Planning Your Christmas Budget
Does Christmas sometimes leave a nasty aftertaste in your mouth as the bills roll in and the interest expenses mount? If so, you might greatly benefit by planning a Christmas budget.
If you head into the Christmas season without knowing how much you can spend, you might end the Christmas season feeling like Ebenezer Scrooge – haunted by Christmases past. Here are a few tips for getting your Christmas budget set up:
- Plan your budget early. Don’t wait until the Christmas season is upon you. Start working on your budget early, and have it ready to go before you’ve spent a single penny on Christmas expenses.
- Plan your expenses. Your budget won’t be of much use if it doesn't account for all of your Christmas expenses. Don’t include gifts just yet. For now, just try to think of all the extra expenses Christmas entails. Try to be pretty detailed, even including seemingly trivial items such as gift-wrapping paper and postage for Christmas cards. And if you’ll be traveling for Christmas, be sure to add in that expense.
- Reflecting back over the past several Christmases can help with this step. Think of everything you spent money on in recent years during Christmas, and decide whether those same expenses will apply this year. Examining past Christmases will also be helpful in estimating dollar amounts for each of this year’s expenses. Here are a few budget categories for Christmas:
- Charitable Contributions
- Gift Wrapping
- Create a worksheet. It doesn't have to be anything fancy. Maybe just a sheet of paper, maybe a spreadsheet on your computer – whatever you’re most comfortable working with. Dave Ramsey, personal finance advisor, created a free Christmas budget application online at http://www.mychristmasbudget.com, which is an easy-to-use resource for your Christmas financial planning.
- Decide how much money you’re going to spend. Do you want to dip into your savings? Decide how much of your savings you’ll use, and add that to your ‘Christmas Funds Available’ total. Are you going to get a Christmas bonus from your job? Add in the portion of the bonus you want to spend (if you’re certain you’ll be getting it!).
- Be honest with yourself on this step. Don’t fudge the numbers. Whatever number you come up with here, it must be accurate or your budget will be worthless.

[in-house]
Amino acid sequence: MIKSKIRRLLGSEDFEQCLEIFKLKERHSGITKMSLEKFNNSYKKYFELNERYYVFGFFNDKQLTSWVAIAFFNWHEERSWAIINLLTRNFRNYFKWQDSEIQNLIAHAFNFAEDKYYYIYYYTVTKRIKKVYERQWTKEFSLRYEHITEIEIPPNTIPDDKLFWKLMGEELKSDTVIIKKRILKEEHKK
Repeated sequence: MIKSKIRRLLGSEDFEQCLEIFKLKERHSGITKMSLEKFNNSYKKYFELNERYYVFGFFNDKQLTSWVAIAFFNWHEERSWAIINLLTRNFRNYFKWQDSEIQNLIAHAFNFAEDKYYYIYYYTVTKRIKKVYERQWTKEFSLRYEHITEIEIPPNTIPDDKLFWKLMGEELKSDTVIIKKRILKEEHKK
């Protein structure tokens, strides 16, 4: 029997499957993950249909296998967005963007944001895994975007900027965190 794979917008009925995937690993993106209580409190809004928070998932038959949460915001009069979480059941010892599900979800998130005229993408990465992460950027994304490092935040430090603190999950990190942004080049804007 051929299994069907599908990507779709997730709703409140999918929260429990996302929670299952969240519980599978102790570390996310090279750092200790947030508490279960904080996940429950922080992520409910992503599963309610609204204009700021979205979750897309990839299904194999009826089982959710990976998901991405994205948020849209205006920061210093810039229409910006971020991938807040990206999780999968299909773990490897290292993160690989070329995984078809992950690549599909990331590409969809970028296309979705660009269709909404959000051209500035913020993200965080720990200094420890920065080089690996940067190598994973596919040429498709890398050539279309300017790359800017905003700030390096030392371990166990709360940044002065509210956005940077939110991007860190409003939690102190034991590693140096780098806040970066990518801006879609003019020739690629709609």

- Determine how much you can spend on gifts. All you have to do now is subtract your expense total from your available Christmas funds. The amount of money that's left is the total you can spend on gifts. Now you can make a list of all the people you plan to buy for, and decide how you’ll allocate your available gift money.
- Secret Santa Parties
- Your Child’s Teachers
- Service People (Mailman, Housekeeper, etc)
- Your Child’s Friends
- You can just simply divide the number of people into your available gift money to calculate an amount per person. Or more likely, you’ll be spending more on some people, and less on others, so you’ll have to do some juggling to get the numbers to come out even.
- But either way, gift shopping should be a bit easier, because you’ll know exactly how much you can spend on each person. If you come across a gift idea that exceeds the budget, you can discard it instantly. No need for back-and-forth fretting over whether you can afford it.
- Keep your budget up-to-date. Once your budget is finished, don’t just assume that everything is going to work out the way your budget predicts. Go ahead and write down each expenditure, and keep a running total of money spent. Compare actual expenses as they occur with the original estimate to make sure that they match. If not, you’ll need to make an adjustment to the amount you can spend on gifts.
There’s no denying that it will take some work to plan your budget and keep it current. But by planning your Christmas budget and having the discipline to stick with it, you’ll make Christmas much more enjoyable. You won’t constantly be fretting about how much you can spend, and you won’t have to worry about starting the New Year head-over-heels in debt.
And you won’t have to worry about late night visits by the financial ghosts of Christmases past.